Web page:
HONOLULU (HawaiiNewsNow) – The Navy is fighting the state’s order to shut down the Red Hill storage fuel tanks and remove all of the fuel.
That revelation led to a hearing being postponed Tuesday.
Gov. David Ige told Hawaii News Now that he expected the Navy to contest the state Health Department’s emergency order.
He also said the Navy has not been forthcoming about its activities at Red Hill until this past week when families started to complain of illness.
A look at the map the Navy released to stakeholders shows impacted areas from Red Hill to Aliamanu Military Reservation, military housing in Mapunapuna and part of the Hickam base.
Ige says he informed Secretary of the Navy Carlos Del Toro Monday the order was coming to cease operations and remove the fuel in the storage tanks at Red Hill.
But the secretary appeared to dismiss state’s authority.
“It’s not an order,” Del Toro told the media. “It’s a request and we are taking that very seriously and engaging a series of conversations before I decide to take actions.”
Ige said he decided to issue the order is because “clearly we have fuel in the water system.”
He added, “It is isolated to Red Hill, but we want to make sure that there is no further action taken that could increase the contamination that’s occurring.”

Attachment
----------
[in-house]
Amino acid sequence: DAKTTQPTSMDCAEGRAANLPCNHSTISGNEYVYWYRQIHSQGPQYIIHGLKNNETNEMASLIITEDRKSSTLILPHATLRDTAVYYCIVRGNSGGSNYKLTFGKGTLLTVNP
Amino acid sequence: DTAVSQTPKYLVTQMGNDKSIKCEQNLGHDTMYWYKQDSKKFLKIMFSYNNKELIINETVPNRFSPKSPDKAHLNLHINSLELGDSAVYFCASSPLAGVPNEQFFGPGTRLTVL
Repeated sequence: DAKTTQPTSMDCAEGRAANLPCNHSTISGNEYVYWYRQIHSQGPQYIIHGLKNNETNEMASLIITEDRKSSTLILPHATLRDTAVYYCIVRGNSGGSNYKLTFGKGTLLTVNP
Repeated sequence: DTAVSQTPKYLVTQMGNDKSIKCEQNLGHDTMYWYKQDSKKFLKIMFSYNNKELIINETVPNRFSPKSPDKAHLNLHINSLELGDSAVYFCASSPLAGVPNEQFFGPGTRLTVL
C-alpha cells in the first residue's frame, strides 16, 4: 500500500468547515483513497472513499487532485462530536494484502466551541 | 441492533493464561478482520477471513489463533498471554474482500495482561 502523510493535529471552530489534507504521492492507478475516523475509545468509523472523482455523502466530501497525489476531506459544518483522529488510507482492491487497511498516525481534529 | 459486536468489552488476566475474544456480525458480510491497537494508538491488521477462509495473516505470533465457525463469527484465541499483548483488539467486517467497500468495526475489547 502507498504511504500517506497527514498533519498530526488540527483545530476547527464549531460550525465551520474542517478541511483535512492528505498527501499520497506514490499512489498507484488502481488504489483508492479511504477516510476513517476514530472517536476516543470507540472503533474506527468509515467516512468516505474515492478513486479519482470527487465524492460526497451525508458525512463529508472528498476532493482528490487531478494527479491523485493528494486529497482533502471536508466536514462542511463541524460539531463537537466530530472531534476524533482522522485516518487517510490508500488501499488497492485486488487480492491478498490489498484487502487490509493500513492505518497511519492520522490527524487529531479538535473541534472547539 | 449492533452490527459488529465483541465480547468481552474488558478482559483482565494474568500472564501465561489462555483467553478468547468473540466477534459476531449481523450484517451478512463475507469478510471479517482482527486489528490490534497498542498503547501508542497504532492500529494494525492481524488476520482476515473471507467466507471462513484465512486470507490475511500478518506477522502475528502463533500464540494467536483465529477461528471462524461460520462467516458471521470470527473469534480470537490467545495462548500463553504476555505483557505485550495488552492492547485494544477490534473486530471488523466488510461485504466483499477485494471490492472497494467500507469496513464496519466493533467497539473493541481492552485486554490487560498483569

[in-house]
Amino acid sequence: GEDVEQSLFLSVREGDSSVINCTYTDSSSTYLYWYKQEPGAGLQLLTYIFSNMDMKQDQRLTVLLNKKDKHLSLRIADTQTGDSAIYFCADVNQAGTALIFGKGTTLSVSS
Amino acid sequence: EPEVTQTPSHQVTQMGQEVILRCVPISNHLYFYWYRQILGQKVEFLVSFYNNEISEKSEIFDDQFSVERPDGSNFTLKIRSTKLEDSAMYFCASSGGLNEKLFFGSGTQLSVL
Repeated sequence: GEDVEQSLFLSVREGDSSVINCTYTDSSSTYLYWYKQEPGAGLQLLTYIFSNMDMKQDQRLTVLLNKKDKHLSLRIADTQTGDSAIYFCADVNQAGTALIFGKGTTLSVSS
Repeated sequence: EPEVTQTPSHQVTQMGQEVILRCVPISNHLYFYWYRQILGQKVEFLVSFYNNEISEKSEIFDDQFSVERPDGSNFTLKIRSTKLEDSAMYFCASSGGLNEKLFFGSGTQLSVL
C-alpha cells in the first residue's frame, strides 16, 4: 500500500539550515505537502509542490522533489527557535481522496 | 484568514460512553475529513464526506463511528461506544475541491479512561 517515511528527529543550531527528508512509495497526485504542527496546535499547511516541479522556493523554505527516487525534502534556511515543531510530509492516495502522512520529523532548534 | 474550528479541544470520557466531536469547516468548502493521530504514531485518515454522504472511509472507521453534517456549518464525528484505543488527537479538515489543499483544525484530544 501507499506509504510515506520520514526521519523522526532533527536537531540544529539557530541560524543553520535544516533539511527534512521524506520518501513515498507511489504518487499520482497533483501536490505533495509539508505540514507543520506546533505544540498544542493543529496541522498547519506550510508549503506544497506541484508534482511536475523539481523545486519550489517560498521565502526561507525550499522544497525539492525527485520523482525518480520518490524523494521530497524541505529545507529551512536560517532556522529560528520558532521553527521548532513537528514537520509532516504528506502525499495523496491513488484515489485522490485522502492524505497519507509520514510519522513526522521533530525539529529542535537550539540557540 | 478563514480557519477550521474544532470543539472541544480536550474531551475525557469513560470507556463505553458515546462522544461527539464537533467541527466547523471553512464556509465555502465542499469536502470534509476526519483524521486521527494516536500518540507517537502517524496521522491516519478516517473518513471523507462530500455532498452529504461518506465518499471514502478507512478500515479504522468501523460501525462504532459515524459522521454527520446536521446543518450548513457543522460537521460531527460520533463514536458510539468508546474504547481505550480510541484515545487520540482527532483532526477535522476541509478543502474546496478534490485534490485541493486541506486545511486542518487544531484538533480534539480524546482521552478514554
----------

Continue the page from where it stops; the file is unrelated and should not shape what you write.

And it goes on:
The order lists the history of issues.
In January 2014, there was a fuel leak of 27,000 thousand gallons.
Then in 2020, there were two spills into Kilo Pier from Red Hill.
In 2021, there were three spills. The biggest was Nov. 20, where 14,000 gallons of water and fuel were released from a fire suppression drain line in the tunnel downhill of the Bulk Fuel Storage Tanks.
Seven days later, on Nov. 27, the Navy quietly stopped moving fuel from the tanks.
The next day, military families started complaining of an oily sheen and fuel smells in the water,
“I was not aware that they had stopped the movement of fuel until the meetings that happened yesterday,” Ige said.
“Communications has improved significantly over the last few days. It was very difficult a week ago, for example, to get data from the Navy. We had been asking for testing data,” he added.
The Navy insists it’s been as transparent as possible.
“We did not know there was problem in the water in the days leading up. Our first indication were the complaints that we received from individuals in military residences,” said Rear Adm. Blake Converse, who is deputy commander of US Pacific Fleet.
Another reason the Navy may have resisted closing Red Hill, according to Civil Beat, is because a 2018 study found that building a new jet fuel facility to replace the aging tanks could cost up to $10 billion.
It’s unclear where the dispute will go from here.
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